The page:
Over the course of many years I’ve learned that the best interviewing technique is to ask candidates to describe in rich detail their major accomplishments that most relate to actual job needs. But the set-up for this series of questions begins in the work history review looking for the Achiever Pattern. The Achiever Pattern indicates the person is in the top 25% of his/her peer group.
After a few years of conducting this type of interview, I discovered you don’t need to be a technical person to assess technical skills, nor look for specific competencies and behaviors to assess team skills. Instead all you need to do is look for evidence that the person’s managers considered the person to have strong technical and team skills. Here’s how this is done.
Assess Technical Skills by Examining the Projects the Person was Assigned
As you dig into the person’s work history, start by getting an understanding of the person’s overall job and the actual focus of the job itself. Then for each new job ask this question:
After you came up to speed on the requirements of the job what types of projects were you assigned?
It turns out that in almost all cases the best people are assigned projects that either stretched them, were of critical importance or were beyond the expertise of their peer group.
For example, just the other day a sales person told me she was always assigned the most difficult clients in her territory because she understood the technology underlying the product she was representing better than her more experienced peers. This turned out to be the key when preparing the competitive analysis.
I’ve always asked the 2-3 year CPAs I placed in private industry (about 25 years ago) what clients and projects they were assigned during their rookie year in public accounting. The best always got assigned to important clients and the most technical were assigned to handle the most complex accounting issues.
When I placed staff manufacturing engineers they were assigned to projects that pushed the envelope on advanced manufacturing processes rather than more mundane roles. Likewise, the best design engineers get assigned to the most difficult design projects, the best managers are given the toughest management assignments and best marketing people are assigned to the most important product launches.
While understanding what projects are assigned to someone early in any new job, the real value of this line of questioning is to determine if the pattern continues. If the person continues to be assigned to more important projects at the same company or if the person repeats the pattern at different companies you can be confident the person is a top performer in his/her area of expertise.
Assess Team Skills by Evaluating the Teams to which the Person was Assigned
Similarly, the most skilled team players get assigned to important teams early in any new job and the pattern continues throughout their careers. To figure this out have the candidate prepare a 360° work chart indicating the teams he/she was assigned to early in his/her tenure at each job and who was on the team. On the work chart indicate direct reports, the person’s manager, peers, those from other companies and company executives. Then find out the person’s role and ask these other team fact-finding questions to understand how he/she influenced the results.
With this information here’s how you can evaluate the candidate’s team skills:
- Give people high marks if the teams are growing in size and importance and even higher marks if the teams are cross-functional.
- Give the person high marks if the person has influenced peers or superiors in other functions to change their view on critical issues.
- Give the person high marks if there are executives on the teams and the person has convinced the executives to change their minds on important business issues.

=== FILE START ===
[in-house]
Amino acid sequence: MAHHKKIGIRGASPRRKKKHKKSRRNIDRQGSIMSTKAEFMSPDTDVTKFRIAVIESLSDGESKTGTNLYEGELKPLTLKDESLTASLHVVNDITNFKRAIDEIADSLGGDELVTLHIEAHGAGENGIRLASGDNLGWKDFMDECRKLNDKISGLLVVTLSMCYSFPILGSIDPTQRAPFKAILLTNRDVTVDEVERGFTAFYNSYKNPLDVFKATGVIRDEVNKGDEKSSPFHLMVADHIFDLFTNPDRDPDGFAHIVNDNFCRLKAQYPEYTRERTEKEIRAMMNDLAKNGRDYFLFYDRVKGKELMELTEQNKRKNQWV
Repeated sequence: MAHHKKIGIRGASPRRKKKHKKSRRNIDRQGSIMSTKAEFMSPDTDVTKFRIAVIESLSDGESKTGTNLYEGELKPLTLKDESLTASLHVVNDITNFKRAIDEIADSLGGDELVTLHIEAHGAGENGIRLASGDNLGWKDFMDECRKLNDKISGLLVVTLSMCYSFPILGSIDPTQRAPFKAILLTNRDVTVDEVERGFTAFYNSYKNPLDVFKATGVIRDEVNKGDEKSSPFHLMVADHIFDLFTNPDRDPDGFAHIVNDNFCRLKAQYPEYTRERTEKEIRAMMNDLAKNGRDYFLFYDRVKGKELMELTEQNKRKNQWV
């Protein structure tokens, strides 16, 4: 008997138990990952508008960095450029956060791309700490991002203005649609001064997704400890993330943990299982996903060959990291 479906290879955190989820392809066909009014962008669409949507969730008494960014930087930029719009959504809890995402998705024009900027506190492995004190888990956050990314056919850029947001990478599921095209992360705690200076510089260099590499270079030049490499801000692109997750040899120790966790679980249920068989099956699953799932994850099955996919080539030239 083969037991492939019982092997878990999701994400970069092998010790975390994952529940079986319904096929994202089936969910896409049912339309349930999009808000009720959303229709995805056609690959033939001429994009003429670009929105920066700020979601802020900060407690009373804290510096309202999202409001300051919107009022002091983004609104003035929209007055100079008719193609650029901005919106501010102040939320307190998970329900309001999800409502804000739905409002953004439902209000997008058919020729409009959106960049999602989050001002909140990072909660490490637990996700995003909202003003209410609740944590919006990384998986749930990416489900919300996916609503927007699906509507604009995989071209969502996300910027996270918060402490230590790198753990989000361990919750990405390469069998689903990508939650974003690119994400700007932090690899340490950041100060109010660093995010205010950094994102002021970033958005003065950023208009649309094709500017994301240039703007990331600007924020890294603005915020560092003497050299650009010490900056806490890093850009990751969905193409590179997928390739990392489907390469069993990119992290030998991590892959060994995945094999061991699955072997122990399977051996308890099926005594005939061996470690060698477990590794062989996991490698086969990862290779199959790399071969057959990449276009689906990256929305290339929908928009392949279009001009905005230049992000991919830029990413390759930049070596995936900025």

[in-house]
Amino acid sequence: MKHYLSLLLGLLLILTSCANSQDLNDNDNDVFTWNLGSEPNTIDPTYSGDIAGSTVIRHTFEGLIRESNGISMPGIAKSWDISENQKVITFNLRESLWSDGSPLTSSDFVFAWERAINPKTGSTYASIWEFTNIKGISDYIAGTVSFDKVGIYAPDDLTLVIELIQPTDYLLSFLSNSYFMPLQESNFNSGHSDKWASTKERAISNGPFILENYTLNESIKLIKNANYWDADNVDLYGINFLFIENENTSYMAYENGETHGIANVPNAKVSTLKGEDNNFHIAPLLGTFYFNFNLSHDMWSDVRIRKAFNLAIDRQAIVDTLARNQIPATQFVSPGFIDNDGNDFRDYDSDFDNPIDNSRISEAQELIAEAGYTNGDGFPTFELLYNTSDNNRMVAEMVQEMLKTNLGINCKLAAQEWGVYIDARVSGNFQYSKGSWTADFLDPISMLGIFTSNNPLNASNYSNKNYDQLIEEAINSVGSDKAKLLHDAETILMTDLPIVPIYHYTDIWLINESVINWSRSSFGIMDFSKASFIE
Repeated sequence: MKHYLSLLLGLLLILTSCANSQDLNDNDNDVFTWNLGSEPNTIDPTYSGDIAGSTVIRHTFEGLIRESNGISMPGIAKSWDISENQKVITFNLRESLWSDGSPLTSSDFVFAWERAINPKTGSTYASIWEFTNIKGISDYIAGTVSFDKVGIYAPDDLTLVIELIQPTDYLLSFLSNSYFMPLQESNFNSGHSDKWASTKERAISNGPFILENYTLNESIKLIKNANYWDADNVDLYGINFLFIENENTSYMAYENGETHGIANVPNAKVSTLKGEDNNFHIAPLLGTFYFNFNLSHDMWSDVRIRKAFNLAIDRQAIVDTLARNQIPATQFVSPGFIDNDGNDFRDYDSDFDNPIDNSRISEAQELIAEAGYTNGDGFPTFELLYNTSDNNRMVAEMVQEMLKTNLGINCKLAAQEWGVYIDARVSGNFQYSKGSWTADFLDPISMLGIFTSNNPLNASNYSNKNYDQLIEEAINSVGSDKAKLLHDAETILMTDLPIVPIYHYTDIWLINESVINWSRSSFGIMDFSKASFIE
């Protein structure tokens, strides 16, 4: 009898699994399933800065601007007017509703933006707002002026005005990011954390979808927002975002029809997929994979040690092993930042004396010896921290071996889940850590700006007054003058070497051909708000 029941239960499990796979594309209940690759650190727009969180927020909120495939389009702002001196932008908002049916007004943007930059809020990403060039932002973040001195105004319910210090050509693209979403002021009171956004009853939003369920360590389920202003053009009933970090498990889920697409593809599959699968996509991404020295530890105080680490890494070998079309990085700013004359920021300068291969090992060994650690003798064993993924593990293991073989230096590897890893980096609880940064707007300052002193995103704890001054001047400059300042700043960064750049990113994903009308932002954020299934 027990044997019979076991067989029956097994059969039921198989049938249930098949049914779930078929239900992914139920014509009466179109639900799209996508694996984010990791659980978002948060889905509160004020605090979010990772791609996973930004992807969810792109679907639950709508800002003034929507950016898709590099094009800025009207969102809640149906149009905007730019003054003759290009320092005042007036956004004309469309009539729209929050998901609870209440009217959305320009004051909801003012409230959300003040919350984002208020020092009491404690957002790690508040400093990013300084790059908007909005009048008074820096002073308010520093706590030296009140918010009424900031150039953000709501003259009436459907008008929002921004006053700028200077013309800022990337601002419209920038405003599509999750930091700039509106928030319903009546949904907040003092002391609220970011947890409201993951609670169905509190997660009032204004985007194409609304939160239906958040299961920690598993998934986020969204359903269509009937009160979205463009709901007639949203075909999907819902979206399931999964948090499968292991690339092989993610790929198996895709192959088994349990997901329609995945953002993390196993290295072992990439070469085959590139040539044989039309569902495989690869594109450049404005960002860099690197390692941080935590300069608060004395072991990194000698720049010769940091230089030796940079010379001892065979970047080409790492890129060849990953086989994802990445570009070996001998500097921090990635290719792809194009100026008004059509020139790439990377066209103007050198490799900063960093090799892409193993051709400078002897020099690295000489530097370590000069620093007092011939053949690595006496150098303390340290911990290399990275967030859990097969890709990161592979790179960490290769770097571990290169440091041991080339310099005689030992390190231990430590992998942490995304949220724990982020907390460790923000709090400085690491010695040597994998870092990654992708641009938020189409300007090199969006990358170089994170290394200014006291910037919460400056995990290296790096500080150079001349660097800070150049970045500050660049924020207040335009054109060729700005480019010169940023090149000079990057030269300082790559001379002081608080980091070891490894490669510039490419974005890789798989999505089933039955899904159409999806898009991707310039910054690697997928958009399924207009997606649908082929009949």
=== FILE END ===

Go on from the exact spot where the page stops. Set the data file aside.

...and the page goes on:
An example will best demonstrate this technique. Many years ago a very aggressive CFO considered a cost manager I presented as too soft, both technically and interpersonally. He changed his mind completely when I described how the person was selected to lead the implementation of a state-of-the art cost system at a major manufacturing company working with operations, logistics and systems people. As a result of this effort he was then assigned to implement the same system corporate-wide. My client hired him and the candidate demonstrated the same level of team and technical skills on his new job.
You don’t need to be an expert or psychologist to assess technical or team skills. All you need to do is recognize that the best techies and the best team players get assigned to the most important projects and teams ahead of their more experienced peers. This assessment approach is called inductive reasoning. I call it commonsense.
The question below on assessing team skills is the most important interview question of all time. You'll agree once you try it.
So far in this “How to Hire for …” series we’ve covered:
How to Hire for Motivation
How to Hire for Cultural Fit
Some background is in order as you validate these techniques for yourself. Harvard Professor Todd Rose, the author of the new bestseller, The End of Average, contacted me last year heaping praise on the Performance-based Hiring process underlying this interviewing methodology. He contended it mapped directly to the new science of maximizing individual performance. (As an FYI, Todd is also now the senior education director for the Muppets so when your kids start asking you these questions you’ll know where they came from.) I told him I developed the methodology over 20 years of trial-and-error interviewing thousands of candidates and tracking their performance over a few years.
The big, seemingly obvious, finding was that job descriptions listing skills, experience, competencies and behavioral traits were not great predictors of future success. While measuring these things could reduce interviewing errors due to bias, there were too many other factors that could cause a person to underperform. However, by defining the job as a series of performance objectives and defining the context of the job it was possible to accurately predict on-the-job success. In this case context refers to the company culture, the pace and intensity of the company, the importance of the job, the resources available, the hiring manager’s style and, most importantly, ensuring the actual work maps closely to the candidate’s ability and intrinsic motivation.